'Shadow government' scandal roils Australian politics | Al Arabiya English

‘Shadow government’ scandal roils Australian politics | Al Arabiya English

Revelations that Australia’s ex-prime minister secretly appointed himself to several ministerial …
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Keir Starmer defends Labour’s ‘robust and costed’ plan to freeze energy bills – UK politics live

Welcome to today’s Politics Liveblog. I’ll be covering for Andrew Sparrow today. Do drop me a line if you have any questions or think I’ve missed …
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‘Shadow government’ scandal roils Australian politics – Arab News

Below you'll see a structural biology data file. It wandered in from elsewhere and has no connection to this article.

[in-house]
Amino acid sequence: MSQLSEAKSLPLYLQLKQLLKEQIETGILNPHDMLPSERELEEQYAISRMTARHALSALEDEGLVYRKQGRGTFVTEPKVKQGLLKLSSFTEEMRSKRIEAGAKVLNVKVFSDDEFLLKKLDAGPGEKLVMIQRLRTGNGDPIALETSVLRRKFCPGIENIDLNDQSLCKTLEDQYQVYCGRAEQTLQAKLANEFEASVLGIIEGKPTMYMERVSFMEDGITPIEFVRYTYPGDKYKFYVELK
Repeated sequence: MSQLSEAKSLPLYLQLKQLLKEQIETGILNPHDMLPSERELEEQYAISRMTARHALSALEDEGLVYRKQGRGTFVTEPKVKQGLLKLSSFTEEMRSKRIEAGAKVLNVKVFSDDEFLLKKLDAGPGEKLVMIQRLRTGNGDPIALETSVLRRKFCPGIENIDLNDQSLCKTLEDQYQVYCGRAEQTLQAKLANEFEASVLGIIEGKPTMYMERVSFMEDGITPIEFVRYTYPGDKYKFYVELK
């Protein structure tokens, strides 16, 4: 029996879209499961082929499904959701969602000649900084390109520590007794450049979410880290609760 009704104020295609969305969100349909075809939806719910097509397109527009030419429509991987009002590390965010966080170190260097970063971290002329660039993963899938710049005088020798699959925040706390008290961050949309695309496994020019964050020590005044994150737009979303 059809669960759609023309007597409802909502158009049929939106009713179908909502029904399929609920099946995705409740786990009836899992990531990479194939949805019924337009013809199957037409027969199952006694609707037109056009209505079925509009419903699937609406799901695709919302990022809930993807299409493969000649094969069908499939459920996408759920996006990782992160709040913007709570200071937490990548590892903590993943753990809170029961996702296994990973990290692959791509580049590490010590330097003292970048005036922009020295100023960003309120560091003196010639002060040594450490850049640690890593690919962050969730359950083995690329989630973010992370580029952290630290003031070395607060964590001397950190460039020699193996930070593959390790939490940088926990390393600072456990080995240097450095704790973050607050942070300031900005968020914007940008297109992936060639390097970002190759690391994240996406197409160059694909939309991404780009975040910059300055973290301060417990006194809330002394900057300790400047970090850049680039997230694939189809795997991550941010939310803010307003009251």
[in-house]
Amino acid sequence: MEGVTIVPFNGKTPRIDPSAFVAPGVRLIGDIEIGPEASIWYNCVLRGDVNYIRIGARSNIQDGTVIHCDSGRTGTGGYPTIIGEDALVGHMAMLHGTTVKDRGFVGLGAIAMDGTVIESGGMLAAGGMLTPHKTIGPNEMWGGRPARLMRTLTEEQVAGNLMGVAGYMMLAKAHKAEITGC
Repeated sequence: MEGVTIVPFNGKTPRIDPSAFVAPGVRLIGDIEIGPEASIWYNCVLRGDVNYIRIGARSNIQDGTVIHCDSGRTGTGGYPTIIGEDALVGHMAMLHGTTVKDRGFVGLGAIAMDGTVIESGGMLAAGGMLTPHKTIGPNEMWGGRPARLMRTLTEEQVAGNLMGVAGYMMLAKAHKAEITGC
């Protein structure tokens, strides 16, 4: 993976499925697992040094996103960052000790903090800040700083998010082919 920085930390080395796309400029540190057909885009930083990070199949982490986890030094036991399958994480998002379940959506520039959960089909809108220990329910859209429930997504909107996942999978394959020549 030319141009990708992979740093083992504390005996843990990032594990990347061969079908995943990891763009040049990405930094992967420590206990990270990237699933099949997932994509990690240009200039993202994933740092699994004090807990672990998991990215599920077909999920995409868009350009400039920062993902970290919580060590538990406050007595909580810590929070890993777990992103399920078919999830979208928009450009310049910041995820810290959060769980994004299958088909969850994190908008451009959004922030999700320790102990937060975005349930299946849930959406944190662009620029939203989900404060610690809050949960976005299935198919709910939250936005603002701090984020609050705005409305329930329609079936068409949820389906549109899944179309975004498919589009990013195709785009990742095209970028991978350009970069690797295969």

SYDNEY: Revelations that Australia’s ex-prime minister secretly appointed himself to several ministerial posts during the pandemic sparked a political firestorm Monday, with his successor promising a rapid investigation. Prime Minister Anthony Albanese accused Scott Morrison of “tin-pot activity” after it emerged the former leader had made himself minister of health, finance and resources, among other positions, without informing colleagues, parliament or voters. Describing Morrison’s actions as “extraordinary and unprecedented,” Albanese said Monday he had sought legal advice from the solicitor-general and would be briefed later today. “This is a sort of tin-pot activity that we would ridicule if it was in a non-democratic country,” Albanese said. “Scott Morrison was running a shadow government.“ In some cases, Morrison made himself a co-minister without telling the cabinet members he had already appointed to those positions. The scandal has shone a light on the opaque nature of decision-making inside Australia’s government — and raised questions about whether more stringent democratic safeguards are needed. It is still not clear how many posts Morrison held, but local media reported that he took on the resources portfolio and used his power to axe a significant gas project off Sydney’s coast. Morrison’s conservative coalition lost power in May elections, ending nearly a decade of center-right rule in the country. In Australia, elected politicians are selected by the prime minister before being sworn in by the governor-general in a formal ceremony that is usually publicly recorded. Constitutional law expert Anne Twomey described the allegations as “bizarre” and said it raised possible legal challenges to some of the former government’s decisions. “The secrecy involved in this is just simply bizarre. I mean, you know, you just wonder what’s wrong with these people, if they have to do everything in secret,” she said. “It’s just utterly inappropriate. We live in a democracy, which requires transparency.” BEIRUT: The first grain ship to leave Ukraine under a wartime deal has had its cargo resold several times and there is now no information about its location and cargo destination, the Ukrainian embassy in Beirut said Monday. The Sierra Leone-flagged ship Razoni, which left Odesa on Aug. 1, and moved through the Black Sea carrying Ukrainian corn, later passed inspection in Turkey. It was initially heading for Lebanon with 26,000 metric tons of corn for chicken feed. The corn’s buyer in Lebanon later refused to accept the cargo, since it was delivered much later than agreed. The Razoni hasn’t had its tracker on for the last three days and it appeared off the east coast of the Mediterranean island of Cyprus at last transmission. It was not clear if the Razoni had its tracker off because it was heading to a port in Syria, a strong ally of Russia that Ukraine had accused of importing grain stolen from Ukraine. Syria is also under Western sanctions because of the 11-year conflict there that has killed hundreds of thousands. Syrian port officials could not be immediately reached for comment. “Our task has been to reopen seaports for grain cargo and it has been done,” Ukraine’s embassy in Beirut said in a statement in English, adding that to date, 16 vessels have left Ukraine carrying more than 450,000 tons of agricultural products since a breakthrough agreement was brokered by Turkey and the United Nations with Russia and Ukraine. The embassy said the Razoni was the first vessel that left Ukraine under the agreement and later successfully passed inspection in Istanbul before moving toward its destination. “We don’t have any information about (the) position of the vessel and cargo destination,” it said. “We have also information that cargo has been resold a few times after that.” The embassy said: “We are not responsible for (the) vessel and cargo, especially when it left Ukraine, moreover after vessel’s departure from foreign port.” The Black Sea region is dubbed the world’s breadbasket, with Ukraine and Russia key global suppliers of wheat, corn, barley and sunflower oil that millions of impoverished people in Africa, the Middle East and parts of Asia rely on for survival. An estimated 20 million tons of grain — most of it said to be destined for livestock — has been stuck in Ukraine since the start of the 6-month-old war. AMSTERDAM: The Dutch court handling the murder trial of four suspects in the downing of Malaysia Airlines flight MH17 over Ukraine in 2014 said on Monday it would hand down its verdict on Nov. 17. Prosecutors say the one Ukrainian and three Russian defendants, who are all at large, helped supply a missile system that Russian-backed separatists used to fire a rocket at the plane on July 17, 2014. All 298 people on board were killed. The prosecution is seeking life terms for all suspects. Lawyers for Oleg Pulatov, the only defendant who has chosen to participate in the proceedings through counsel, have argued that the trial was unfair and prosecutors did not properly examine alternative theories about the cause of the crash or the involvement of Pulatov. The other suspects, named as Igor Girkin, Sergey Dubinsky, and Ukrainian national Leonid Kharchenko, are being tried in absentia. Under Dutch law Pulatov, while he is also at large, is not considered to be tried in absentia because he is represented through lawyers he has instructed. The Boeing 777 was flying from Amsterdam to Kuala Lumpur when it was hit over Ukraine’s rebel-held Donetsk region by what international investigators say was a Russian-made surface-to-air missile. The eastern region has also become a key focus of Russia’s nearly six-month-old war in Ukraine. Most of the victims on board MH17 were Dutch nationals. The Dutch government holds Russia responsible for the crash. Authorities in Moscow deny any involvement. The MH17 case has seriously strained the Netherlands’ diplomatic relations with Moscow, even before the Russian invasion of Ukraine that started on Feb. 24. LONDON: Thousands of Afghan refugees who have been housed in hotels in the UK following the Kabul evacuation last year have been told by authorities to look for new accommodation on online real estate portals. The UK Home Office has told refugees to find accommodation on Rightmove or Zoopla, The Guardian reported. On the first anniversary of the Taliban takeover, the UK government is still providing hotel accommodation to 9,500 Afghan refugees, with only 7,000 having been rehoused. Although charities have welcomed government moves to end the use of hotels to accommodate the refugees, charity officials are concerned that many will fail to find suitable accommodation in the private rented sector and may end up homeless. Afghan families with children will struggle to find affordable accommodation that is large enough using the housing benefit provided. Charities also highlighted the fact that refugees may not be able to negotiate their own rental agreements due to language barriers, and would not have paperwork such as passports and bank statements that are required to rent a property. Home Office sources say that in addition to encouraging Afghan families living in hotels to look for their own housing, they aim to offer each family two choices of accommodation somewhere in the UK. However, it is not known if they will be given a choice of location. The Home Office said the accommodation offers would be “good, decent proposals,” but that if families rejected the offers, they would be provided with a further two months of hotel accommodation. It did not say what would happen if the families failed to secure accommodation after that. Home Office sources say they are trying to encourage Afghan families to move to other parts of the UK, such as Wales, but this may be problematic for families with children who are attending school in large cities such as London. Waiting lists for council housing are long, especially for larger properties that can accommodate Afghan families with three or more children. Despite Afghan families having the right to rent under immigration rules and landlords being able to check this using an online tool, some are reluctant to rent to people who do not have a British passport, or evidence of life in the UK such as utility bills and payslips. A letter sent to Afghan refugees from the Home Office says that not all councils will accept a request to put families on social housing waiting lists, urging them to start looking in the private rental sector. “Not all councils will support you so it’s important to check,” the letters said. They urged the refugees to search for multiple properties to increase their chances of finding accommodation as the UK housing market is “very competitive.” Eva Tabbasam, director of Gender Action for Peace and Security, expressed concern about the plans. “Afghan families couldn’t have imagined that one year after arriving they’d still be warehoused in unsuitable accommodation, without space, privacy and stability. There is also a serious risk of homelessness for these families if suitable accommodation is not offered under the current Home Office plans, Tabbasam said. “The government has had a year to sort things out — instead, it’s getting worse. If suitable accommodation was readily available for the 9,500 people still in hotels, families would already have been moved into it. We don’t yet know what kind of move on accommodation families will be offered,” she added. London Councils’ executive member for communities, Claire Holland, said: “Boroughs are very concerned by the lack of alternative housing options for these families — a particular challenge in the capital due to the chronic shortage of affordable housing here.” A Home Office spokesperson said that the use of hotels to house those resettling from Afghanistan is a temporary solution. “We continue to work with over 350 local authorities to move Afghan families from hotels to permanent accommodation as quickly as possible,” they said. “To support the resettlement of Afghan families, local authorities are given £20,520 ($24,789) per person over a three-year period. They have the flexibility to use this funding to contribute toward renting accommodation, including deposits, letting fees and furnishing.” GURNEE, Illinois:Three people were injured in a shooting in the parking lot of an amusement park north of Chicago that sent visitors scrambling for safety, authorities said. Officers responded about 7:50 p.m. Sunday after 911 calls reporting shots fired at Six Flags Great America, about 45 miles (72 kilometers) north of Chicago, the Gurnee Police Department said. “The shooting … was not a random act, and appeared to be a targeted incident that occurred outside the park,” police said in statement posted to Facebook. According to an initial investigation, police said a white sedan entered the parking lot and drove toward the park’s front entrance. People got out of the car and shot at another person in the parking lot before driving away, police said. Additional detail about the suspects, including the number of people who fired shots, wasn’t immediately released. Police were investigating. A 17-year-old boy from Aurora, Illinois, had a thigh wound and a 19-year-old woman from Appleton, Wisconsin, had a leg wound, police said. They were taken to a hospital and their wounds were described as non-life-threatening. A third victim had a shoulder injury and declined to be taken to a hospital. In a statement, Six Flags Great America said park security responded immediately along with Gurnee officers. WGN News in Chicago spoke with Laurie Walker and her daughter, Grace, who were inside the park when the shooting occurred. Walker said they were waiting in line for an attraction around 7:50 p.m. when she noticed people running. “There is an active shooter, get down, get down,” Walker said she heard someone shouting. “We didn’t know what was going on, so we get down.” Walker and her daughter climbed two fences to get where she could call her husband. Walker told WGN she was able to leave the park a short while later. Gurnee is in Lake County, about 5 miles south of the Wisconsin border. It’s about 20 miles north of Highland Park, where seven people died in a mass shooting during a July Fourth parade. LONDON: International aid to Afghanistan should resume amid a growing humanitarian crisis in the country, a former chief of the British Army has told Sky News. The withdrawal of aid in the wake of the Taliban takeover last year has “led to babies dying and people going hungry,” Lord Dannatt said, adding that a rollback of women’s rights by the Taliban should not deter Western governments from donating to Afghanistan. Aid is still transferred to the country, but through NGOs and charities rather than national governments. “We quite unnecessarily withdrew in precipitate haste a year ago, but then I think absolutely outrageously have cut aid to Afghanistan,” Lord Dannatt said. “People are starving. We went there to help the Afghan people and now we’re just actually watching them suffer — I think it’s outrageous. “And I think (UK Home Secretary) Priti Patel and other members of the government should take no pride in what is happening. They should be starting again — as should the Americans who are principally responsible for what happened. “(They) should be significantly increasing their aid packages again to allow the people to have food and to thrive in Afghanistan,” he added. “Having cut off aid to Afghanistan — that is why babies are dying in hospitals, that is why people are starving up and down the country. “Now, is that right? As I said before, when we spent 20 years building up Afghanistan … why should we suddenly stop helping the people now because we don’t like the Taliban? “Yes, their human rights record is not good, they have stopped girls going to secondary school. But is that the right price to pay for the majority of Afghan people to be starving and babies to be dying? I don’t think so.”